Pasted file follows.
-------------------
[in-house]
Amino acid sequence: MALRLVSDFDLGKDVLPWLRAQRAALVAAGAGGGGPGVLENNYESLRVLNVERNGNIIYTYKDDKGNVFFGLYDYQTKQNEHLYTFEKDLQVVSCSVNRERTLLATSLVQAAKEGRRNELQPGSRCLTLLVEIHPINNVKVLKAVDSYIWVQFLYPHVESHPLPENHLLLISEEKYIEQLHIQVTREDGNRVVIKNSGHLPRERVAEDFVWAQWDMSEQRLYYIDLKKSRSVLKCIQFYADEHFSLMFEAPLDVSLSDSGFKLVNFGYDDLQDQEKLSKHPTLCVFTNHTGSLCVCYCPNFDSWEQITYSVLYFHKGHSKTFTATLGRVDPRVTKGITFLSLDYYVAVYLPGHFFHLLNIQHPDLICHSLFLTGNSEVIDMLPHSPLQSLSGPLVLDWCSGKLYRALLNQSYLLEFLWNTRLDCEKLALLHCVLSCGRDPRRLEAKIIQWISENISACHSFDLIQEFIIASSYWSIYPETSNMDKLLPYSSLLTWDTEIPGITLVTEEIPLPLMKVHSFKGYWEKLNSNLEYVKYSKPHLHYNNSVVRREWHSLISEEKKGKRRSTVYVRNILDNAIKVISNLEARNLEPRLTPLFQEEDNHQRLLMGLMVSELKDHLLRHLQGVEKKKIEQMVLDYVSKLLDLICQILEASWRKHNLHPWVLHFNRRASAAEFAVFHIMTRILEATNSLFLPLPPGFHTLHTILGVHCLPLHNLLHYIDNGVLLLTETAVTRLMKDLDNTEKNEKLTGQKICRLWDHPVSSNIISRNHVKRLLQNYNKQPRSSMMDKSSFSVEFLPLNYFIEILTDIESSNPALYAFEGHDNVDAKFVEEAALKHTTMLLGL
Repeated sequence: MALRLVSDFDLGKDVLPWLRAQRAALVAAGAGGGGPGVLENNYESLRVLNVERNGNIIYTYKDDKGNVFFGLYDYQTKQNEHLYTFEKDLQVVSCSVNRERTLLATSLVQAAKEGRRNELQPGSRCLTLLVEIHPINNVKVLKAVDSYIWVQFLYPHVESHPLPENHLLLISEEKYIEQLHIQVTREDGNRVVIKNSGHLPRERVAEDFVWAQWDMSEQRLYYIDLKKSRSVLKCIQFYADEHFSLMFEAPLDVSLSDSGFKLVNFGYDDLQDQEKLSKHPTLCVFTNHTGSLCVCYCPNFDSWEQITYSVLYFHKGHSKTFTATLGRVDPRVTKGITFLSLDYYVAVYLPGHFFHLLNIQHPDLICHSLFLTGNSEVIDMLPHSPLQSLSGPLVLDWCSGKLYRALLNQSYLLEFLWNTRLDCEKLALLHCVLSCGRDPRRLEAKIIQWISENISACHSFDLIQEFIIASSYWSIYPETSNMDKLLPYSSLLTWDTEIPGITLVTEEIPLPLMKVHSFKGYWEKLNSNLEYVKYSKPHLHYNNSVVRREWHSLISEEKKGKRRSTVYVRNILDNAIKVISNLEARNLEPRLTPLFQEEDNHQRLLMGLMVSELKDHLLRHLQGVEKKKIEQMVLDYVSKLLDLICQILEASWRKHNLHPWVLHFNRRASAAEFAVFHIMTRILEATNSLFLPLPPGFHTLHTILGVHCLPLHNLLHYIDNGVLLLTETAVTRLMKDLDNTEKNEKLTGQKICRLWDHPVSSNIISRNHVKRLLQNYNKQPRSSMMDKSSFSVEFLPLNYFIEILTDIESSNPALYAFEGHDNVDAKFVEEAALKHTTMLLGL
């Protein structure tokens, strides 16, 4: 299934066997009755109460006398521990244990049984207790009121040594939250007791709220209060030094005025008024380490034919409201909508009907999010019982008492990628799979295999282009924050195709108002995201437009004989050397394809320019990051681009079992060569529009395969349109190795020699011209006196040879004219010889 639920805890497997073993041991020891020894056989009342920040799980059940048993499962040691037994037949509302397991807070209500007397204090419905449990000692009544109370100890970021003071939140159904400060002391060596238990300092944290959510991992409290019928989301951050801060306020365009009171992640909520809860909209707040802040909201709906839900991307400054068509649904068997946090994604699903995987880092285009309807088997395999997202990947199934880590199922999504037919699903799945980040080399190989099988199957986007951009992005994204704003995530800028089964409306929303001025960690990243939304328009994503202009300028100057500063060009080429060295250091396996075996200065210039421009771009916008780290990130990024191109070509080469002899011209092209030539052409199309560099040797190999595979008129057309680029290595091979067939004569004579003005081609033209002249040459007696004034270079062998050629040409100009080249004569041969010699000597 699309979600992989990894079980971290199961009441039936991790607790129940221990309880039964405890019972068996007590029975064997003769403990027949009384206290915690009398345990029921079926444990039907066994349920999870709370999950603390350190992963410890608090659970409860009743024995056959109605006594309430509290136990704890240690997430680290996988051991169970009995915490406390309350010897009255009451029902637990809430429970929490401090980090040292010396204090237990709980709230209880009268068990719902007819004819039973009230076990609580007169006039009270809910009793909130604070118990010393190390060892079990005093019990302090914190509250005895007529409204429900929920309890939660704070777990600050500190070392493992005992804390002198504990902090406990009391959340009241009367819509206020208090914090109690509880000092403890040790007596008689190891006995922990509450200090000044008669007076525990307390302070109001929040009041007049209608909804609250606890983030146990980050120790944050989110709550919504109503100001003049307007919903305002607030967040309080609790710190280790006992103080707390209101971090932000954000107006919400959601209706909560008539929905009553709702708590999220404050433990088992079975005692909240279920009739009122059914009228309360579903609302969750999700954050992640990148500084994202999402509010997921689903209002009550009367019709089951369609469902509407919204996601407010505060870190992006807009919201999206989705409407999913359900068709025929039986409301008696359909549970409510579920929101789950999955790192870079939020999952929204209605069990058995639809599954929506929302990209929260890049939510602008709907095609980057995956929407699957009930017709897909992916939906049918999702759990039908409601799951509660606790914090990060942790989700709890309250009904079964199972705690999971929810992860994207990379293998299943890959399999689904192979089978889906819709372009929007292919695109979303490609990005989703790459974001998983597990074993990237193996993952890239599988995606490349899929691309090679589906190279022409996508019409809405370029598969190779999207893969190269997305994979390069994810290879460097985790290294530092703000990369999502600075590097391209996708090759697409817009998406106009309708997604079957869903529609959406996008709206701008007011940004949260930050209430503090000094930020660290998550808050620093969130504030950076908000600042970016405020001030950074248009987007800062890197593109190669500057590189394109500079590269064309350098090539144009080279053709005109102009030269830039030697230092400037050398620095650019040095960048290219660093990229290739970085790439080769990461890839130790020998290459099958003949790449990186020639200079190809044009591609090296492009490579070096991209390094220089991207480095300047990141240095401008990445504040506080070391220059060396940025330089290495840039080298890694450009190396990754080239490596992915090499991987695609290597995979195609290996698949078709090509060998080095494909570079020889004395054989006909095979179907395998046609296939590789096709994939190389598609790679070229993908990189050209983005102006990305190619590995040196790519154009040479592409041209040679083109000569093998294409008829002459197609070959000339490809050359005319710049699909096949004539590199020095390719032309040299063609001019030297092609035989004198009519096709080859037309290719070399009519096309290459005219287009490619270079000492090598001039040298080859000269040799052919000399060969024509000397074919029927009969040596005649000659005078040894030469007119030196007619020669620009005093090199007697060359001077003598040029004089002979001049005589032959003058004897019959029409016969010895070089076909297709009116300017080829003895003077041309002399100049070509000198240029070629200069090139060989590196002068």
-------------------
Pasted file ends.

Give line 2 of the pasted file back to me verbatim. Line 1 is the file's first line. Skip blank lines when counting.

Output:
Amino acid sequence: MALRLVSDFDLGKDVLPWLRAQRAALVAAGAGGGGPGVLENNYESLRVLNVERNGNIIYTYKDDKGNVFFGLYDYQTKQNEHLYTFEKDLQVVSCSVNRERTLLATSLVQAAKEGRRNELQPGSRCLTLLVEIHPINNVKVLKAVDSYIWVQFLYPHVESHPLPENHLLLISEEKYIEQLHIQVTREDGNRVVIKNSGHLPRERVAEDFVWAQWDMSEQRLYYIDLKKSRSVLKCIQFYADEHFSLMFEAPLDVSLSDSGFKLVNFGYDDLQDQEKLSKHPTLCVFTNHTGSLCVCYCPNFDSWEQITYSVLYFHKGHSKTFTATLGRVDPRVTKGITFLSLDYYVAVYLPGHFFHLLNIQHPDLICHSLFLTGNSEVIDMLPHSPLQSLSGPLVLDWCSGKLYRALLNQSYLLEFLWNTRLDCEKLALLHCVLSCGRDPRRLEAKIIQWISENISACHSFDLIQEFIIASSYWSIYPETSNMDKLLPYSSLLTWDTEIPGITLVTEEIPLPLMKVHSFKGYWEKLNSNLEYVKYSKPHLHYNNSVVRREWHSLISEEKKGKRRSTVYVRNILDNAIKVISNLEARNLEPRLTPLFQEEDNHQRLLMGLMVSELKDHLLRHLQGVEKKKIEQMVLDYVSKLLDLICQILEASWRKHNLHPWVLHFNRRASAAEFAVFHIMTRILEATNSLFLPLPPGFHTLHTILGVHCLPLHNLLHYIDNGVLLLTETAVTRLMKDLDNTEKNEKLTGQKICRLWDHPVSSNIISRNHVKRLLQNYNKQPRSSMMDKSSFSVEFLPLNYFIEILTDIESSNPALYAFEGHDNVDAKFVEEAALKHTTMLLGL